• Race. African Americans are more likely to get high blood pressure, often have more severe high blood pressure, and are more likely to get the condition at an earlier age than others. Why they are at greater risk isn't known.

Other possible risk factors include:

  • Sleep apnea and sleep-disordered breathing.
  • Certain medicines, such as birth control pills, amphetamines, some antidepressants, steroids, and some nonsteroidal anti-inflammatory drugs (NSAIDs).

Safety

How can you manage OTC medicines when you have high blood pressure?

Some over-the-counter (OTC) medicines can raise your blood pressure or keep your blood pressure medicine from working the way it should. So if you have high blood pressure or other heart or blood vessel problems, you need to be careful with OTC medicines. That includes vitamins and supplements. Your doctor or pharmacist can suggest OTC medicines that are safe for you.

Some common types of OTC medicines you may need to avoid include:

  • Decongestants, such as those that contain pseudoephedrine.
  • Pain medicines (NSAIDs), such as ibuprofen and naproxen.
  • Cold and flu medicines. These often contain decongestants and NSAIDs.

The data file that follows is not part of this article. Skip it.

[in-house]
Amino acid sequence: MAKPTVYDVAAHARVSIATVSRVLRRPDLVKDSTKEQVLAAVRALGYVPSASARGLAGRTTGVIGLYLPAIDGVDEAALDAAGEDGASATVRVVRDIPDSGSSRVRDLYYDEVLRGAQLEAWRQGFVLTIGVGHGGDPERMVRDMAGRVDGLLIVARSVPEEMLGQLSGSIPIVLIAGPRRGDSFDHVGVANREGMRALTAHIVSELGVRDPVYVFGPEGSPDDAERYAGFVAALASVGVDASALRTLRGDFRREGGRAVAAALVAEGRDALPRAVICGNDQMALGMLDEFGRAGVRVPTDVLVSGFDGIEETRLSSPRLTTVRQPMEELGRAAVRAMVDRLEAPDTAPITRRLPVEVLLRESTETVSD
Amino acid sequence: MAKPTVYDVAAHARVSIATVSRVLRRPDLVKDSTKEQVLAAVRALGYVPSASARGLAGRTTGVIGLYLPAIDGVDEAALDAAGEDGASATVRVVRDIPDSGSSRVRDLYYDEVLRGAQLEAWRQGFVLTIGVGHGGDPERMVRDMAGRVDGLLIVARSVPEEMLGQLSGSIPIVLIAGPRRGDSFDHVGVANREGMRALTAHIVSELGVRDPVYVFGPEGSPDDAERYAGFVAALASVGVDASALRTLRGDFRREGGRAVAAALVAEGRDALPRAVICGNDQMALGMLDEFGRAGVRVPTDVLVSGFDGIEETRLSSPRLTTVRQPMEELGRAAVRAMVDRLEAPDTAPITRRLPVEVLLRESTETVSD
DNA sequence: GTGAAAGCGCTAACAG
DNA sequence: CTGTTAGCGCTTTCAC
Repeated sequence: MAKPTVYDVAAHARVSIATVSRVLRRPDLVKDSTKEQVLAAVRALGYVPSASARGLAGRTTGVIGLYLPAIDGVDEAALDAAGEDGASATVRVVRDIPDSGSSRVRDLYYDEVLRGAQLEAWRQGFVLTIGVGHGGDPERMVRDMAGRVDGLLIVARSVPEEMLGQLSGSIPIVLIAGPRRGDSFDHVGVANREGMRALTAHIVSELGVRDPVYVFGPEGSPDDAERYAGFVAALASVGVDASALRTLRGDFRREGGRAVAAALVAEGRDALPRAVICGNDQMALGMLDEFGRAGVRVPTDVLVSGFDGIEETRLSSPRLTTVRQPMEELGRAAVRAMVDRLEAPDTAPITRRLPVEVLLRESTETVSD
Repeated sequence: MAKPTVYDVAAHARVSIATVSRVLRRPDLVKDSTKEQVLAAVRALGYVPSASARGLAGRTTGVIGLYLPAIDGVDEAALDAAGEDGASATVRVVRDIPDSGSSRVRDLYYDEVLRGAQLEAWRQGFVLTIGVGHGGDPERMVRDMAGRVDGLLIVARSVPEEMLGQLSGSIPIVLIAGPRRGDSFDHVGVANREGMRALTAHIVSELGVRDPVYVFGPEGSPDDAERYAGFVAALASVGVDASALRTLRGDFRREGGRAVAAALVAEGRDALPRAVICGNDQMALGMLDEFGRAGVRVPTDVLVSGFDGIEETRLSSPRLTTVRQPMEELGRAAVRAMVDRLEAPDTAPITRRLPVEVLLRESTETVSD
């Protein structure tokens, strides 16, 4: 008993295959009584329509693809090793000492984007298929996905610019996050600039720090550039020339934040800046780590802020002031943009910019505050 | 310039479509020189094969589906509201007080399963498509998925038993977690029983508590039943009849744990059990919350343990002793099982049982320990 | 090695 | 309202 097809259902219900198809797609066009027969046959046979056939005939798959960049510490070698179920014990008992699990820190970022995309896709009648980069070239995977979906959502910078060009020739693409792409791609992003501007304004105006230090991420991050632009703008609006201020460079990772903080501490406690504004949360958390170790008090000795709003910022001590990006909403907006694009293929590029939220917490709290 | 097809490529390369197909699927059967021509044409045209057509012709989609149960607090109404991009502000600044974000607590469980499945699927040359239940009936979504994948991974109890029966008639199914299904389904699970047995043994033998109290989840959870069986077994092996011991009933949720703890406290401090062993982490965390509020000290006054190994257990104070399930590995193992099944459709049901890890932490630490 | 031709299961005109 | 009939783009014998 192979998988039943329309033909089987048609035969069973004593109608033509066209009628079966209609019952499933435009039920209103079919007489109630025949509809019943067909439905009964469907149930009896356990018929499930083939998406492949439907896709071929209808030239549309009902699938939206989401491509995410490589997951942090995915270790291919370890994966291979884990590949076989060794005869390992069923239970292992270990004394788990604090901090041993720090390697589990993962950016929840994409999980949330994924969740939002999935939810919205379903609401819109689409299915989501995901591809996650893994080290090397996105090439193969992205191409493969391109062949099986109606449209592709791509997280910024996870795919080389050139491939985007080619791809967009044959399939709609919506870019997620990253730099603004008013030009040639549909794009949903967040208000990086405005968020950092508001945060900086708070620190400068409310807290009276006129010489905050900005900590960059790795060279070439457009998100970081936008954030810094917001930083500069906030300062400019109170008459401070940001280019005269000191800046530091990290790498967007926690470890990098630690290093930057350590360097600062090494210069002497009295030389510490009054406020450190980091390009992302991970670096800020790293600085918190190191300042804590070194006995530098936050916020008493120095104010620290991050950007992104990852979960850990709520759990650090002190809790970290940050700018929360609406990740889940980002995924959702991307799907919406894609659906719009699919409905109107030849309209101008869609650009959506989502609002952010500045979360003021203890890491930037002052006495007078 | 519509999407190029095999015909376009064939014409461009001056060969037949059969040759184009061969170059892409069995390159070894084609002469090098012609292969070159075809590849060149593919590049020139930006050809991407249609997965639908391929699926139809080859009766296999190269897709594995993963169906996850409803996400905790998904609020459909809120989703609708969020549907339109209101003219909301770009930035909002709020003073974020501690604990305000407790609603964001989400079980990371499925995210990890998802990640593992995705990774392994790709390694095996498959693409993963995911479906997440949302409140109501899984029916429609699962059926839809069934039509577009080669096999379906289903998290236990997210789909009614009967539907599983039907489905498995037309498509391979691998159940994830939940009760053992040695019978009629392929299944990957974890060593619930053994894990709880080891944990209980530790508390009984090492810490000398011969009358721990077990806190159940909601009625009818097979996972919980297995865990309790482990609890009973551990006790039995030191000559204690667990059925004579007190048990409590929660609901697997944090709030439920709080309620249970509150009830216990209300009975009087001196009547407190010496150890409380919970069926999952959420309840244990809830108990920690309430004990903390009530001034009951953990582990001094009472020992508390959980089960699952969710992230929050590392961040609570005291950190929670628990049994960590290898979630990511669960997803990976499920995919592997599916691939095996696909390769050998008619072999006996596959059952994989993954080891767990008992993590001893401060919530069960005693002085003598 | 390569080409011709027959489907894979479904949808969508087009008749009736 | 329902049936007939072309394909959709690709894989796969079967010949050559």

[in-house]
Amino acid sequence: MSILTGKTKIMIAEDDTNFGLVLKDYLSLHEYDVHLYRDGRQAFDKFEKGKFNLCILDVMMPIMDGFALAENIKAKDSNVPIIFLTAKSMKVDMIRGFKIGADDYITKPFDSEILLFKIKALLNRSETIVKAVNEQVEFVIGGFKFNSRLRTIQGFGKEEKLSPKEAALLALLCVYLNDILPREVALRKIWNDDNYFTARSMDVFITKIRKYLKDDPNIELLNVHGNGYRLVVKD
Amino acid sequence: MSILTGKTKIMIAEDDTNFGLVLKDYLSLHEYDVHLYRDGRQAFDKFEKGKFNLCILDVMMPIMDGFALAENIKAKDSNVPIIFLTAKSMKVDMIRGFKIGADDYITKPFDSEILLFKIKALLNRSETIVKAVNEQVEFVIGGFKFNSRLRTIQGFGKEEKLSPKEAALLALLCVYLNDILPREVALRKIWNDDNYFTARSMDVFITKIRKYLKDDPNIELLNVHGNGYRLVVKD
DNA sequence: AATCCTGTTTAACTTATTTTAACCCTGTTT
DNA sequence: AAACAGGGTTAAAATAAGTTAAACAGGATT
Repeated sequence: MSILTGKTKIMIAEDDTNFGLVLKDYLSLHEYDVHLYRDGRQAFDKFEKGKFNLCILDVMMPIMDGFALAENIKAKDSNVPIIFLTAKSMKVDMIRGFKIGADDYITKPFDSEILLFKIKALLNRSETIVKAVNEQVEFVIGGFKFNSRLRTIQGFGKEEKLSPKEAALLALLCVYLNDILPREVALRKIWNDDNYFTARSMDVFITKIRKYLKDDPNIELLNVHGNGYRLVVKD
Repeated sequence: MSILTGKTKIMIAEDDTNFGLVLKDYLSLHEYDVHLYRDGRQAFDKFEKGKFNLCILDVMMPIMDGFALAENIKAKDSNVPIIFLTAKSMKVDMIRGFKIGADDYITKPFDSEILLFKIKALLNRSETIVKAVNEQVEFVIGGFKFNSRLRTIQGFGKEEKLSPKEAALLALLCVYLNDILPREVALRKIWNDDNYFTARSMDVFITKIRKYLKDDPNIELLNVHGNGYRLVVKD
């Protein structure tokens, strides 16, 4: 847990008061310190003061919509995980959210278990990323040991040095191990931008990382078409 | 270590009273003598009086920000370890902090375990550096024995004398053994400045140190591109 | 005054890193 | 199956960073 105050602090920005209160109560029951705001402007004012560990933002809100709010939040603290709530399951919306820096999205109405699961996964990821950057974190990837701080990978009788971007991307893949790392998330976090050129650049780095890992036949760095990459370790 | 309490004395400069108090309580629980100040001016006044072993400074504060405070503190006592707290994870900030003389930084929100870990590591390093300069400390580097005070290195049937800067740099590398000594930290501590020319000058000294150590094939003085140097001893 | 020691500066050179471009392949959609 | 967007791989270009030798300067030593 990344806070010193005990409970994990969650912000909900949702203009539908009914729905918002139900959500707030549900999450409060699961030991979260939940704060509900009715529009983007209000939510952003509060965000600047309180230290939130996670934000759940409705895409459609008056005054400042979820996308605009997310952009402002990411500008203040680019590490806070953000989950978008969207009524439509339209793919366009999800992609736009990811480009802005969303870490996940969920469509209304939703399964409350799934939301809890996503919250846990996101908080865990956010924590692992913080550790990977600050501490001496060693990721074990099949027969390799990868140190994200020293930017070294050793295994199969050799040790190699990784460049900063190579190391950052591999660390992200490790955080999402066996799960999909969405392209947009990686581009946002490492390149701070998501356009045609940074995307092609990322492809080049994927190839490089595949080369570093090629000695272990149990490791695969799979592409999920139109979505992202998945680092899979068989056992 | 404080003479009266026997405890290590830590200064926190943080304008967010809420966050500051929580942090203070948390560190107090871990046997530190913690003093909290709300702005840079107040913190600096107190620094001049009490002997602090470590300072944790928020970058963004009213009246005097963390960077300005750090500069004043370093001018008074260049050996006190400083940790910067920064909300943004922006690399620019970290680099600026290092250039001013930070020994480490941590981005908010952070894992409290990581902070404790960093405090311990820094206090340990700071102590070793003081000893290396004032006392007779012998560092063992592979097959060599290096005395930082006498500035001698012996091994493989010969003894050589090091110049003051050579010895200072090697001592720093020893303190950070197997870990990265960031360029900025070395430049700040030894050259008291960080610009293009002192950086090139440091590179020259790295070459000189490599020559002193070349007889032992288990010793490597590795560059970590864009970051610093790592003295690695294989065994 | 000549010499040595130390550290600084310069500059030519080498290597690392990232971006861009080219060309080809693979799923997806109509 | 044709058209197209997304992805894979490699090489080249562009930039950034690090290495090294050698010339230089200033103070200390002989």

• Some antacids and other stomach medicines. Many of these are high in sodium, which can raise blood pressure. So be sure to read labels carefully to check for sodium content.
  • Some herbal remedies and dietary supplements. Examples are ephedra, ma huang, and bitter orange.

How can you know if it's safe to take an over-the-counter medicine?

Always talk with your pharmacist or doctor before you take any new OTC medicine or supplement. He or she can:

  • Check to make sure that the medicine won't interact with your blood pressure medicine.
  • Suggest OTC medicines that won't affect your blood pressure.

It's also important to make a list of all the medicines you take. Bring it to each appointment, and ask your doctor to review it. Be sure to include all your prescription medicines, OTC medicines, vitamins, and herbal and dietary supplements.

Self-care Treatment Options

Caring for yourself when you have high blood pressure

The best thing you can do for yourself is to try to lower your blood pressure. You can do this by making changes to your diet, getting more exercise, and losing weight if you need to. A heart-healthy lifestyle is always important, even if you take blood pressure medicines too.

For some people, lifestyle changes alone may be enough to lower their blood pressure.

Here are the key steps to lowering your blood pressure.

  • Stay at a healthy weight.

    If you are overweight, losing as little as 10 lb (5 kg) may lower your blood pressure. It may also allow you to take less blood pressure medicine.

  • Eat heart-healthy foods.

    Getting enough of the nutrients found in fruits, vegetables, and dairy products helps lower blood pressure. Use the DASH eating plan as a guide.

  • Cut back on sodium.

    Try to limit how much sodium you eat to less than 2,300 milligrams (mg) a day. Your doctor may ask you to try to eat less than 1,500 mg a day.